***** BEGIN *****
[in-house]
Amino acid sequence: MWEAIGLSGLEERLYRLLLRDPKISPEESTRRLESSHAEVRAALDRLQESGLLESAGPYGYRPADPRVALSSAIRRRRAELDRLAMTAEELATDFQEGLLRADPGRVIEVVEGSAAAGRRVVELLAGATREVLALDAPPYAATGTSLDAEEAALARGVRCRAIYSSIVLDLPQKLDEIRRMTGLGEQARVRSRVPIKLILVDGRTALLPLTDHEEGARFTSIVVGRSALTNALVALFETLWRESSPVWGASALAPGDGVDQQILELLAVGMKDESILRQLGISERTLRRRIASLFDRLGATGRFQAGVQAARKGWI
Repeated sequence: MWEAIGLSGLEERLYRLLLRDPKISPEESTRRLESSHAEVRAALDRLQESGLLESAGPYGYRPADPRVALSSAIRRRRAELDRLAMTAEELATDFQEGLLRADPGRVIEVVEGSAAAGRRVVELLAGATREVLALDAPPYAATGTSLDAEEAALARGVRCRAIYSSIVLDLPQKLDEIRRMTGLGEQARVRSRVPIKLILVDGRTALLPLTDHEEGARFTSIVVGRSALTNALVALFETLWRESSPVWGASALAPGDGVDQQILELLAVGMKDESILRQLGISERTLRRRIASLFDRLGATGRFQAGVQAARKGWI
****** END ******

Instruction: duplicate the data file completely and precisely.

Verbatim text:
[in-house]
Amino acid sequence: MWEAIGLSGLEERLYRLLLRDPKISPEESTRRLESSHAEVRAALDRLQESGLLESAGPYGYRPADPRVALSSAIRRRRAELDRLAMTAEELATDFQEGLLRADPGRVIEVVEGSAAAGRRVVELLAGATREVLALDAPPYAATGTSLDAEEAALARGVRCRAIYSSIVLDLPQKLDEIRRMTGLGEQARVRSRVPIKLILVDGRTALLPLTDHEEGARFTSIVVGRSALTNALVALFETLWRESSPVWGASALAPGDGVDQQILELLAVGMKDESILRQLGISERTLRRRIASLFDRLGATGRFQAGVQAARKGWI
Repeated sequence: MWEAIGLSGLEERLYRLLLRDPKISPEESTRRLESSHAEVRAALDRLQESGLLESAGPYGYRPADPRVALSSAIRRRRAELDRLAMTAEELATDFQEGLLRADPGRVIEVVEGSAAAGRRVVELLAGATREVLALDAPPYAATGTSLDAEEAALARGVRCRAIYSSIVLDLPQKLDEIRRMTGLGEQARVRSRVPIKLILVDGRTALLPLTDHEEGARFTSIVVGRSALTNALVALFETLWRESSPVWGASALAPGDGVDQQILELLAVGMKDESILRQLGISERTLRRRIASLFDRLGATGRFQAGVQAARKGWI